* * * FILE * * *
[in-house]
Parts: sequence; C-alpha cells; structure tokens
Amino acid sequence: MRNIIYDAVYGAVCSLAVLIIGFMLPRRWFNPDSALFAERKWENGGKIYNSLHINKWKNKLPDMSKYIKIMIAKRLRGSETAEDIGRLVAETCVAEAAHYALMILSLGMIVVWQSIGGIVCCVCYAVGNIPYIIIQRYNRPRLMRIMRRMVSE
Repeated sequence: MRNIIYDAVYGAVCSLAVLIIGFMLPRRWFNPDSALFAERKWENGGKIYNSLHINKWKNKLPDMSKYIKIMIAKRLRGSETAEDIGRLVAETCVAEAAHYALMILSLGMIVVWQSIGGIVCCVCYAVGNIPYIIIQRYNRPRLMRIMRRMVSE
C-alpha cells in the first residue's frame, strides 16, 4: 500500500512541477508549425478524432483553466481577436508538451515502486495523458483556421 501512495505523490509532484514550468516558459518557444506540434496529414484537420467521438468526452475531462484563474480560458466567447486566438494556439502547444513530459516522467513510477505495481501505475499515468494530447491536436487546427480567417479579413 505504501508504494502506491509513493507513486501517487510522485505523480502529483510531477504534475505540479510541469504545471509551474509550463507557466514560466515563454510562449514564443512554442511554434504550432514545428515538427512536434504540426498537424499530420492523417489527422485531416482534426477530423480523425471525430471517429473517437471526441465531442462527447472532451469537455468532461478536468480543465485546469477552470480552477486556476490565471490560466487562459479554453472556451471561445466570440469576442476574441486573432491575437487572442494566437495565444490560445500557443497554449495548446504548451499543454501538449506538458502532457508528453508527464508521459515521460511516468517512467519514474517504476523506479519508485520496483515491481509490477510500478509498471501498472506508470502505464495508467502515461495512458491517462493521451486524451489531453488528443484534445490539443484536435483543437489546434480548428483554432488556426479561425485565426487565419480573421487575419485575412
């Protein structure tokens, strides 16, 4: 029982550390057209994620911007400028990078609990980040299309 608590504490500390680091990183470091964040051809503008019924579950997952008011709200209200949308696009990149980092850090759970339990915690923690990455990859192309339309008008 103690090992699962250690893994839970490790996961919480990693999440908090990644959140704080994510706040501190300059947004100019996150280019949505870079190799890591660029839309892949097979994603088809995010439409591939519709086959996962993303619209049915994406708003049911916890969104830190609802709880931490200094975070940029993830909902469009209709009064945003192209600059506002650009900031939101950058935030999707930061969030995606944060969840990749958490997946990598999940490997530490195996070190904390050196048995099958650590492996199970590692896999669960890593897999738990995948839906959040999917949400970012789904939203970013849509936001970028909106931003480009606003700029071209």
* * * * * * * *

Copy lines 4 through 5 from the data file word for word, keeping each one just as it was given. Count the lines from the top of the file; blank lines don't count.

Repeated sequence: MRNIIYDAVYGAVCSLAVLIIGFMLPRRWFNPDSALFAERKWENGGKIYNSLHINKWKNKLPDMSKYIKIMIAKRLRGSETAEDIGRLVAETCVAEAAHYALMILSLGMIVVWQSIGGIVCCVCYAVGNIPYIIIQRYNRPRLMRIMRRMVSE
C-alpha cells in the first residue's frame, strides 16, 4: 500500500512541477508549425478524432483553466481577436508538451515502486495523458483556421 501512495505523490509532484514550468516558459518557444506540434496529414484537420467521438468526452475531462484563474480560458466567447486566438494556439502547444513530459516522467513510477505495481501505475499515468494530447491536436487546427480567417479579413 505504501508504494502506491509513493507513486501517487510522485505523480502529483510531477504534475505540479510541469504545471509551474509550463507557466514560466515563454510562449514564443512554442511554434504550432514545428515538427512536434504540426498537424499530420492523417489527422485531416482534426477530423480523425471525430471517429473517437471526441465531442462527447472532451469537455468532461478536468480543465485546469477552470480552477486556476490565471490560466487562459479554453472556451471561445466570440469576442476574441486573432491575437487572442494566437495565444490560445500557443497554449495548446504548451499543454501538449506538458502532457508528453508527464508521459515521460511516468517512467519514474517504476523506479519508485520496483515491481509490477510500478509498471501498472506508470502505464495508467502515461495512458491517462493521451486524451489531453488528443484534445490539443484536435483543437489546434480548428483554432488556426479561425485565426487565419480573421487575419485575412